Make Ed Tech a Habit for Users By Capitalizing on Cues

In The Power of Habit: Why We Do What We Do in Life and Business, Charles Duhigg details what he learned about the factors that create and sustain habits. In this series of posts, I’ll discuss how we can incorporate these insights to influence students, teachers, parents, and school systems to adopt ed-tech software and integrate it for good.

Duhigg explains that there are three primary psychological processes essential to lasting habits: cues, cravings, and rewards. A cue is something that triggers every habit. It’s the email notification that surfaces on your smart phone, the film on your teeth when you wake up every morning that compels you to brush your teeth. We all take these things for granted now (they’ve become unconscious habits, after all); what we don’t realize is that both cues were engineered by researchers who were able to capitalize on obvious preexisting realities in our daily lives.

Whether we’re talking about students, teachers, or school districts, we need to keep in mind that no software will be sustainable in education without an obvious cue to capitalize on. And because cues are triggered subconsciously, they’re inherently emotional, meaning a marketing campaign centered on the logical benefits of a product won’t directly turn its use into a habit.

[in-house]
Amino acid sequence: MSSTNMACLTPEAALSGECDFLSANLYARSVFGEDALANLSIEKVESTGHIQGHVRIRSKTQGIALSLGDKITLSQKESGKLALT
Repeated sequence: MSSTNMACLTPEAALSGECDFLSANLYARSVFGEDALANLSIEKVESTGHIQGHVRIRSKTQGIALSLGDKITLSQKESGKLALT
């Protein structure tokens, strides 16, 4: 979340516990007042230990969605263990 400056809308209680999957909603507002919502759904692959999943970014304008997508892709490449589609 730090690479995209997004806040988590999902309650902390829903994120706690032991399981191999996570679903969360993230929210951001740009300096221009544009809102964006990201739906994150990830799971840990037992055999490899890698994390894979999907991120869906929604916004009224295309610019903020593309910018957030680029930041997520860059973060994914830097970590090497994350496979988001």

Take toothpaste, for example. The film on our teeth after we sleep has no impact on tooth decay. But Pepsodent, once the most popular toothpaste in the world, realized that the feeling of tooth film against your tongue is obvious—something you’re likely testing out as you read this—and therefore a trigger for brushing your teeth.

Amidst solving problems and positioning products, ed tech needs to take time to study the behavior of students, teachers, and school administrations to find these emotional triggers. Design and messaging must follow. And these efforts will inherently be more challenging than selling toothpaste, if only because of the simple fact that the majority of end users (teachers and students) won’t be making purchasing decisions.

In my subsequent posts, we’ll take a deeper look at the other factors of habit formation in regard to ed-tech integration and explore specific points of entry into the daily routines of students, teachers and administrators.

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